Not even from the Cross did Christ decry the death penalty, either for himself or for the two thieves crucified with Him. It would continue to be dealt out to men by other men on earth, with only one significant change: Henceforth it would be administered under the authority of the glorified man who is Christ the King, as part and parcel of that universal power “in heaven and on earth” which He received from His Father (Matt. 28:18) after His Resurrection. From that point on it is Christ who delegates the divine authority to punish by killing, and both Scripture and tradition testify that it is lawfully wielded by those to whom He entrusts the temporal sword in His Kingdom. As He told Pontius Pilate at the time of His trial, “Thou shouldst not have any power against me, unless it were given thee from above” (John 19:10).
Pope Leo XIII re-affirmed this truth in Sapientiae Christianae in 1890, when he declared that “true and legitimate authority is devoid of sanction unless it proceed from God the supreme Ruler and Lord of all. The Almighty alone can commit power to a man over his fellow men.” Even though they may be unaware of the true source of their power, it is always the duty of legitimate authorities to ensure public order by punishing evil-doers, by death if appropriate. As St. Paul said:
Therefore he that resisteth the power, resisteth the ordinance of God, and they that resist purchase to themselves eternal damnation. For rulers are not a terror to the good work, but to the evil. . . For he is the minister of God to thee for good. But if thou do that which is evil, fear: for he beareth not the sword in vain. For he is the minister of God: and avenger to execute wrath upon him that doth evil (Rom. 13:2-4).
Sufficient of itself to expiate every sin which the children of Adam could ever commit, the execution of the Man-God nevertheless did not abolish the penalty of death. It continues to be the wages of sin (Rom 6:23), and men must still submit to it sooner or later by forfeiting their lives, either willingly or unwillingly. A share in making restitution for sin was thus accorded to all of us, for although our Lord’s ignominious death removed from us the guilt of the original transgression through Baptism, it did not remove its effects. These were allowed to remain as restraints on men who, now raised to a new supernatural existence, were capable of committing incalculably more grievous sins than heretofore. As for the death penalty, it remains the inescapable consequence of our fallen nature and is of the highest utility in deterring us from following our hereditary inclination to evil.
What Christ did was to sanctify the death penalty, transforming it into a sacrament of life for those who believe. As St. Paul declared, “Death is swallowed up in victory. O death, where is thy victory? O death, where is thy sting?. . . For by a man came death, and by a man the resurrection of the dead. And as in Adam all die, so also in Christ all shall be made alive” (1 Cor. 15: 54-55; 21-22). The first of that numberless host of Christian martyrs who would be put to death by constituted authority for testifying to the truth, Christ commanded His disciples to “Follow me!” Inviting all to Calvary to “suffer under Pontius Pilate” with Him, He granted a meritorious share in accomplishing “the mystery which hath been hidden for ages and generations, but is now made manifest to his saints” to all who, like St. Paul, would “now rejoice in my sufferings for you and fill up those things which are wanting of the sufferings of Christ in my flesh, for his body which is the church. . .” (Col. 1:26, 24).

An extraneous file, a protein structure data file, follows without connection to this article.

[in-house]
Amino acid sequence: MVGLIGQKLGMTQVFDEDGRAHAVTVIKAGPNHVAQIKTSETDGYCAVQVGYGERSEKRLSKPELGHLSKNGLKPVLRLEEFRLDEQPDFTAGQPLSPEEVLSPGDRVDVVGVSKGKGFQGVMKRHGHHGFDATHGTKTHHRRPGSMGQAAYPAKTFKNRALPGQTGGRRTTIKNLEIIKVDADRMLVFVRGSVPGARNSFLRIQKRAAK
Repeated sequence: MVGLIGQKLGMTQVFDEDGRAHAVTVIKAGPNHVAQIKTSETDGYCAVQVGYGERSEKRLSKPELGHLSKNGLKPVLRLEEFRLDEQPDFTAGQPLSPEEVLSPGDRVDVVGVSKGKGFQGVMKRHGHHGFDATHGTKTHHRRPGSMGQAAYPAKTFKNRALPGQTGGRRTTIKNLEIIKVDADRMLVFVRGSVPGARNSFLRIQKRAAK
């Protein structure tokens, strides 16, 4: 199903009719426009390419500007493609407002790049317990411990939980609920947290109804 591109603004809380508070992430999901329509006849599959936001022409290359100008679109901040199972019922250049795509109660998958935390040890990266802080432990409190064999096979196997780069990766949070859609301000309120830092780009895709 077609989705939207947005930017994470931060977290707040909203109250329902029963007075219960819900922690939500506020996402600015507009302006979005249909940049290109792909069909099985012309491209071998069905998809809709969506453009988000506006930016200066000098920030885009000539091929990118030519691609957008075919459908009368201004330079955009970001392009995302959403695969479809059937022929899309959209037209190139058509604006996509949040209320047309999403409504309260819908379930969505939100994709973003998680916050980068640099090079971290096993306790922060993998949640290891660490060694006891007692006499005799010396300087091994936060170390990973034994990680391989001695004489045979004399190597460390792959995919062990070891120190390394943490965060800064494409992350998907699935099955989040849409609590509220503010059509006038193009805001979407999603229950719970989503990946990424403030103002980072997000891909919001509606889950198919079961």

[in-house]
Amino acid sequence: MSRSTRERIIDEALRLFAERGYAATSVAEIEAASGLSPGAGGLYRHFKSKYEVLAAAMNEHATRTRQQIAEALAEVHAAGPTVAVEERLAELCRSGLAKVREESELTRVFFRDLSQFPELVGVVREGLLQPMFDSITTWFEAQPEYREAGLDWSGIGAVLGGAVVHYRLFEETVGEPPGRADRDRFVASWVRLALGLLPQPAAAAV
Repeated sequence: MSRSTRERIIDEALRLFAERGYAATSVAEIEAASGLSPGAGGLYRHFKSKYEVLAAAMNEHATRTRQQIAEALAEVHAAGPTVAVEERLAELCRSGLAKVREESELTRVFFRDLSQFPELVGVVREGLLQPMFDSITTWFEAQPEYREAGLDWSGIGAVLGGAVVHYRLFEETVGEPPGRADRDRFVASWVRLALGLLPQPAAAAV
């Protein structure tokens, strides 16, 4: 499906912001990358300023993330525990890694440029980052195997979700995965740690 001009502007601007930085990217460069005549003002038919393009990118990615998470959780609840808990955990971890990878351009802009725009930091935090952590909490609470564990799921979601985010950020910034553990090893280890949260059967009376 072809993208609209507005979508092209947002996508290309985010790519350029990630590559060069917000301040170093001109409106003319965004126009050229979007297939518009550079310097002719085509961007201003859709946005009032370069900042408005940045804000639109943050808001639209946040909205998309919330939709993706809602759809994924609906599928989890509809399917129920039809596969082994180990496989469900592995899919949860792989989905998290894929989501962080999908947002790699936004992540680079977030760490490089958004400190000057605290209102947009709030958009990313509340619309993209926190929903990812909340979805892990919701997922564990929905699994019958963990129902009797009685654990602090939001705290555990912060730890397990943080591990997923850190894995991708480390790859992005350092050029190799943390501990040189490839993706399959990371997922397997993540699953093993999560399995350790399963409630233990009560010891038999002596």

Criminals put to death undergo a penalty no different from the one exacted from the most innocent amongst us. As with everyone else the moment of death ushers them either into heaven, hell or purgatory. The most that can be said is that their lives here on earth are shortened, and they must settle their accounts sooner than expected. This could be a great mercy for them as well as for society, both in terms of expiation and protection from any future crimes they might have perpetrated. The death penalty, from the first one imposed on man by God in the beginning in Eden, to the one imposed on God by man on that Good Friday in Jerusalem, on down to those still being imposed today, transcends human legislation. By divine decree it will perdure until the end of time, when “the former things are passed away.” Only then “death shall be no more, nor mourning, nor crying, nor sorrow shall be any more,” and not one minute sooner. (Apo. 21:4).